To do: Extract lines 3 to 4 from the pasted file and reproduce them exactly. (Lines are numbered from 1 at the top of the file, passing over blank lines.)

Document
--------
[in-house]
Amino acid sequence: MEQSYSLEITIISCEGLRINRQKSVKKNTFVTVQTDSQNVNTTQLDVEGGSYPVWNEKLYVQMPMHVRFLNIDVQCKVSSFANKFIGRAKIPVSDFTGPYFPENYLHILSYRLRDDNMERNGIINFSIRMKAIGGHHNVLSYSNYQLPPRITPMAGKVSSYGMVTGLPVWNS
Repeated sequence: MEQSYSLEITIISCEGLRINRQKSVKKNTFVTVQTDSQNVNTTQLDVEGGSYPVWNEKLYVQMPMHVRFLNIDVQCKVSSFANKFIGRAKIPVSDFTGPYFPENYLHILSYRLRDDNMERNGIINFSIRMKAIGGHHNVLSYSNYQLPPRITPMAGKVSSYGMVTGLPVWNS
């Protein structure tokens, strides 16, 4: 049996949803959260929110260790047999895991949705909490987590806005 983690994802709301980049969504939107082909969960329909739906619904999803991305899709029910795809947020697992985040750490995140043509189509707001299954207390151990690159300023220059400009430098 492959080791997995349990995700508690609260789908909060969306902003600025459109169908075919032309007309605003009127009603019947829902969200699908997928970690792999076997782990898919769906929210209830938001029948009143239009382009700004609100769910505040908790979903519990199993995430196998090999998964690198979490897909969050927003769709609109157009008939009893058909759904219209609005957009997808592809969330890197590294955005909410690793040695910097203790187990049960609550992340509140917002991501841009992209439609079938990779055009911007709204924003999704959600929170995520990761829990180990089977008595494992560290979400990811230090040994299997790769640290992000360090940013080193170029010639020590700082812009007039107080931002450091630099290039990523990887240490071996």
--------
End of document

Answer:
Repeated sequence: MEQSYSLEITIISCEGLRINRQKSVKKNTFVTVQTDSQNVNTTQLDVEGGSYPVWNEKLYVQMPMHVRFLNIDVQCKVSSFANKFIGRAKIPVSDFTGPYFPENYLHILSYRLRDDNMERNGIINFSIRMKAIGGHHNVLSYSNYQLPPRITPMAGKVSSYGMVTGLPVWNS
């Protein structure tokens, strides 16, 4: 049996949803959260929110260790047999895991949705909490987590806005 983690994802709301980049969504939107082909969960329909739906619904999803991305899709029910795809947020697992985040750490995140043509189509707001299954207390151990690159300023220059400009430098 492959080791997995349990995700508690609260789908909060969306902003600025459109169908075919032309007309605003009127009603019947829902969200699908997928970690792999076997782990898919769906929210209830938001029948009143239009382009700004609100769910505040908790979903519990199993995430196998090999998964690198979490897909969050927003769709609109157009008939009893058909759904219209609005957009997808592809969330890197590294955005909410690793040695910097203790187990049960609550992340509140917002991501841009992209439609079938990779055009911007709204924003999704959600929170995520990761829990180990089977008595494992560290979400990811230090040994299997790769640290992000360090940013080193170029010639020590700082812009007039107080931002450091630099290039990523990887240490071996």